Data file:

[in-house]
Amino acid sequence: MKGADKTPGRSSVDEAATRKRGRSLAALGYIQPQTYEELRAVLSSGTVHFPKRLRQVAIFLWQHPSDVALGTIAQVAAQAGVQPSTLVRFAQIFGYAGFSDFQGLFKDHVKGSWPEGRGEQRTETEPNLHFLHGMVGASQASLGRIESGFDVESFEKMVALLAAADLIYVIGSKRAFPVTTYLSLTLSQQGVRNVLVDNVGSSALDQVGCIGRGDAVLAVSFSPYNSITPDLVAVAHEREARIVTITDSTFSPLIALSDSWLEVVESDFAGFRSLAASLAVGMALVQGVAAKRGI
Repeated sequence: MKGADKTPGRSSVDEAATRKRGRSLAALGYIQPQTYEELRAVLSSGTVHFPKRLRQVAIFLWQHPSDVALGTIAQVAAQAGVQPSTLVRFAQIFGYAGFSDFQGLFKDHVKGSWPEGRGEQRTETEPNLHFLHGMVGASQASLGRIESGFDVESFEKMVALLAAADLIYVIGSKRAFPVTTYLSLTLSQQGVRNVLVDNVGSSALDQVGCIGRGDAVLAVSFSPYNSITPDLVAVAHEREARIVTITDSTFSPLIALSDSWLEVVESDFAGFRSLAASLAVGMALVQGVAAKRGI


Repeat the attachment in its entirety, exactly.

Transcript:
[in-house]
Amino acid sequence: MKGADKTPGRSSVDEAATRKRGRSLAALGYIQPQTYEELRAVLSSGTVHFPKRLRQVAIFLWQHPSDVALGTIAQVAAQAGVQPSTLVRFAQIFGYAGFSDFQGLFKDHVKGSWPEGRGEQRTETEPNLHFLHGMVGASQASLGRIESGFDVESFEKMVALLAAADLIYVIGSKRAFPVTTYLSLTLSQQGVRNVLVDNVGSSALDQVGCIGRGDAVLAVSFSPYNSITPDLVAVAHEREARIVTITDSTFSPLIALSDSWLEVVESDFAGFRSLAASLAVGMALVQGVAAKRGI
Repeated sequence: MKGADKTPGRSSVDEAATRKRGRSLAALGYIQPQTYEELRAVLSSGTVHFPKRLRQVAIFLWQHPSDVALGTIAQVAAQAGVQPSTLVRFAQIFGYAGFSDFQGLFKDHVKGSWPEGRGEQRTETEPNLHFLHGMVGASQASLGRIESGFDVESFEKMVALLAAADLIYVIGSKRAFPVTTYLSLTLSQQGVRNVLVDNVGSSALDQVGCIGRGDAVLAVSFSPYNSITPDLVAVAHEREARIVTITDSTFSPLIALSDSWLEVVESDFAGFRSLAASLAVGMALVQGVAAKRGI